by Genevieve Long for The Foreign Policy Association
In a country like China that is already so restrictive of press freedoms, it’s surprising that the grip of control could be tightened any further. Yet, according to a new press release from the non-governmental organization Freedom House, that’s exactly what is happening.
Freedom House says it is “dismayed by new Chinese Internet restrictions,” which include stricter rules about video sharing websites. The measure follows closely on the heels of a gruesome video that was circulated last week which contained graphic footage of alleged persecution of Tibetans. The video, which was widely circulated, could have been linked to Chinese authorities blocking YouTube.
Of particular concern to Freedom House is a section of the new restrictions which reads:
“The regulations specifically mention videos from “netizen reporters,” who have played a critical role in informing Chinese citizens about police brutality, the melamine scandal, and the lethal consequences of corruption surrounding the Sichuan earthquake.”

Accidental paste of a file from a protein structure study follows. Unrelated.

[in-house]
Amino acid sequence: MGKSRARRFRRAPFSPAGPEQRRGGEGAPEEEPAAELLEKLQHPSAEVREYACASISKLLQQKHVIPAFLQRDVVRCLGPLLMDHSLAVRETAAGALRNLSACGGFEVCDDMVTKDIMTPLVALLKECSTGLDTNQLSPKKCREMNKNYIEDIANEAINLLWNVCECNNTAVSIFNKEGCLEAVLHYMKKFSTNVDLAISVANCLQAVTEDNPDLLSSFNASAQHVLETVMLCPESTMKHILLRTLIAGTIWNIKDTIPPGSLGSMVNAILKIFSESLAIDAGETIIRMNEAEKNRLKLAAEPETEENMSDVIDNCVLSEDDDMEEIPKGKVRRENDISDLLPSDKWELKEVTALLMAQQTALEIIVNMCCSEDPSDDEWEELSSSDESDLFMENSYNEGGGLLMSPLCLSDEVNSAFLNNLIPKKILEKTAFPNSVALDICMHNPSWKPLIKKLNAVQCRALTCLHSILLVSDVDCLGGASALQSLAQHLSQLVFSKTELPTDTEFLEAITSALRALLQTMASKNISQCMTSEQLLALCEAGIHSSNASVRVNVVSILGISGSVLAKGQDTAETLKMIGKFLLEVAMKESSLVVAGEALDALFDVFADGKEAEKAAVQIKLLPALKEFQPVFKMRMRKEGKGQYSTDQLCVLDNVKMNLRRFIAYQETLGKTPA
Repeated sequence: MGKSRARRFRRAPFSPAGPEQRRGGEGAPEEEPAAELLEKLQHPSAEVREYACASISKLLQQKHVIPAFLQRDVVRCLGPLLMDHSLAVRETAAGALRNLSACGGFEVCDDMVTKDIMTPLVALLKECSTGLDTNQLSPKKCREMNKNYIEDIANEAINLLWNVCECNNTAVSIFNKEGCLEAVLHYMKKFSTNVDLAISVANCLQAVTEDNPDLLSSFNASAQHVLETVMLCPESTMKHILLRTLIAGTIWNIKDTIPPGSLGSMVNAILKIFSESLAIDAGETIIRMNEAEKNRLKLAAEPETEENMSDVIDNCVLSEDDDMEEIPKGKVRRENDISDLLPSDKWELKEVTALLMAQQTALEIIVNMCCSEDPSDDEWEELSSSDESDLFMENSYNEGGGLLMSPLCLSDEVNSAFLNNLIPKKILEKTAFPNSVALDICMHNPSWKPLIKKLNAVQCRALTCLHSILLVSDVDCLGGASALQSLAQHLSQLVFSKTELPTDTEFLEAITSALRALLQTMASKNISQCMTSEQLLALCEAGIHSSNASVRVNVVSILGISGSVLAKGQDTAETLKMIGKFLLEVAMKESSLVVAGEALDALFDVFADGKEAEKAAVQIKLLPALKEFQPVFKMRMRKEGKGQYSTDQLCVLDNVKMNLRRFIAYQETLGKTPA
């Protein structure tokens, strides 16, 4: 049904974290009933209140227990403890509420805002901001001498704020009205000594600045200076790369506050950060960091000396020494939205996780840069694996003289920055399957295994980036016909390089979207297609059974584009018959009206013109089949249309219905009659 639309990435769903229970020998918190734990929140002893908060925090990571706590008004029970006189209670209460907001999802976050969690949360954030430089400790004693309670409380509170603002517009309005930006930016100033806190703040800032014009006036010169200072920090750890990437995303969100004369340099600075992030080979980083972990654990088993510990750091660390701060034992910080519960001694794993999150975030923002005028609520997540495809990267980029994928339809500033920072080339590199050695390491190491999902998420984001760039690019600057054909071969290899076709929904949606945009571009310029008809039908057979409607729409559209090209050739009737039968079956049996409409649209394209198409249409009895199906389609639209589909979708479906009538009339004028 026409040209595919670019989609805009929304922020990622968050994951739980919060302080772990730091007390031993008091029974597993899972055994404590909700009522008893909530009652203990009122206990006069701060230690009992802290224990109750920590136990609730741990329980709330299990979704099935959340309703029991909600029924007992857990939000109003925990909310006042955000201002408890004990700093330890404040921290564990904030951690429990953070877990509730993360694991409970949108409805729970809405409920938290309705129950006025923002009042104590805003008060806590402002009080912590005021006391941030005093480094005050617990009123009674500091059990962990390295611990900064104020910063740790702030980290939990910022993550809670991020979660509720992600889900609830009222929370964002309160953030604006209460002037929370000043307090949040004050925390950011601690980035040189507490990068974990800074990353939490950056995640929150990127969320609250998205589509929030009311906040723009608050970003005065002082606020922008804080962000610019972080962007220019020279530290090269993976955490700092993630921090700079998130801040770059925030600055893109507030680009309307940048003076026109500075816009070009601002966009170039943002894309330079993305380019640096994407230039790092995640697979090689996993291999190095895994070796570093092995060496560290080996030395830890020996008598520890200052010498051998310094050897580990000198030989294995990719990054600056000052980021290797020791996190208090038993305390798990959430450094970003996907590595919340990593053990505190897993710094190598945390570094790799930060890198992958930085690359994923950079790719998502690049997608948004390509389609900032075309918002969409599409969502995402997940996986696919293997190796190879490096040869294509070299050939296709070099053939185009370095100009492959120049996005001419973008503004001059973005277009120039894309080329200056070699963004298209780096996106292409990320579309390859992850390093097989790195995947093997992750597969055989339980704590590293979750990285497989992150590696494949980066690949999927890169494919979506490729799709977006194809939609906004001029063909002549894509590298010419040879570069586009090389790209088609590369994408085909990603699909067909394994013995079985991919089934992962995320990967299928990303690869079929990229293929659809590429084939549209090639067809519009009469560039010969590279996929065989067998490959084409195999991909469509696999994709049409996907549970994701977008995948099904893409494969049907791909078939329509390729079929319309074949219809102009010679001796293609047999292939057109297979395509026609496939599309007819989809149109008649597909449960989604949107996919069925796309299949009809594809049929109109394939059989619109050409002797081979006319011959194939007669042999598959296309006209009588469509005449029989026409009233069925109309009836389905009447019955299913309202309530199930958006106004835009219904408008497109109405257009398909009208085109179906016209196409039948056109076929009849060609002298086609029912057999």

Netizen is defined by the dictionary as a blending of the two words citizen and net. So a netizen reporter, under China’s repressive laws governing the dissemination of information and control of information, could be a crucial link between the public and information. Even in the face of the facts that a netizen reporter has no media affiliation or fact-checker or editor, they would still be potentially doing what has been referred to in new media jargon as “acts of journalism”.
The gathering and dissemination of information under the current circumstances in China, even without editorial content or control, could be critical information nonetheless.
Mark Twain once said, “Get your facts first, and then you can distort ‘em as much as you please.” The Chinese people deserve the opportunity to at least have access to the facts, and can then decide what to do with them.
In addition to being a contributing editor for The Epoch Times, Genevieve Long writes the Media and Foreign Policy blog for the Foreign Policy Association, where this piece was first published.